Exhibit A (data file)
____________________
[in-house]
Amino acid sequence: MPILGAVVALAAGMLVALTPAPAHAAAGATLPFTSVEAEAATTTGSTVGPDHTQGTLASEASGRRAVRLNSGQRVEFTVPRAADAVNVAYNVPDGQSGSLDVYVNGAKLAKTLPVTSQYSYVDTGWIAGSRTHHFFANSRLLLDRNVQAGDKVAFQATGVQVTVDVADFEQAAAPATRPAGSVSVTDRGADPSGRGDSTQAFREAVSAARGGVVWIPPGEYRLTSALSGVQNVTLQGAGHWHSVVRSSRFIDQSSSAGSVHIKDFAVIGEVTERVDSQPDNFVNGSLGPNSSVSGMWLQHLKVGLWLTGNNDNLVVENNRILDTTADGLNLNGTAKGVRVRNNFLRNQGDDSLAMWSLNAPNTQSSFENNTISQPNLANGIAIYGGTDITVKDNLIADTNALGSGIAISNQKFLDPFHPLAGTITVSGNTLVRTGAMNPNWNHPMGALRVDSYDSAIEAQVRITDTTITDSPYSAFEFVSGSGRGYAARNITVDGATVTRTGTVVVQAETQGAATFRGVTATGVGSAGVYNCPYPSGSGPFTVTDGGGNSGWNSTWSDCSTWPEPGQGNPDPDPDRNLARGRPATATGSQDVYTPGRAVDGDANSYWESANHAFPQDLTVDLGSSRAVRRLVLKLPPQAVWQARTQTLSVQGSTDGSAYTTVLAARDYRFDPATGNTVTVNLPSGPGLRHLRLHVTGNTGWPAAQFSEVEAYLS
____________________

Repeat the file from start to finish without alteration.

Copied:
[in-house]
Amino acid sequence: MPILGAVVALAAGMLVALTPAPAHAAAGATLPFTSVEAEAATTTGSTVGPDHTQGTLASEASGRRAVRLNSGQRVEFTVPRAADAVNVAYNVPDGQSGSLDVYVNGAKLAKTLPVTSQYSYVDTGWIAGSRTHHFFANSRLLLDRNVQAGDKVAFQATGVQVTVDVADFEQAAAPATRPAGSVSVTDRGADPSGRGDSTQAFREAVSAARGGVVWIPPGEYRLTSALSGVQNVTLQGAGHWHSVVRSSRFIDQSSSAGSVHIKDFAVIGEVTERVDSQPDNFVNGSLGPNSSVSGMWLQHLKVGLWLTGNNDNLVVENNRILDTTADGLNLNGTAKGVRVRNNFLRNQGDDSLAMWSLNAPNTQSSFENNTISQPNLANGIAIYGGTDITVKDNLIADTNALGSGIAISNQKFLDPFHPLAGTITVSGNTLVRTGAMNPNWNHPMGALRVDSYDSAIEAQVRITDTTITDSPYSAFEFVSGSGRGYAARNITVDGATVTRTGTVVVQAETQGAATFRGVTATGVGSAGVYNCPYPSGSGPFTVTDGGGNSGWNSTWSDCSTWPEPGQGNPDPDPDRNLARGRPATATGSQDVYTPGRAVDGDANSYWESANHAFPQDLTVDLGSSRAVRRLVLKLPPQAVWQARTQTLSVQGSTDGSAYTTVLAARDYRFDPATGNTVTVNLPSGPGLRHLRLHVTGNTGWPAAQFSEVEAYLS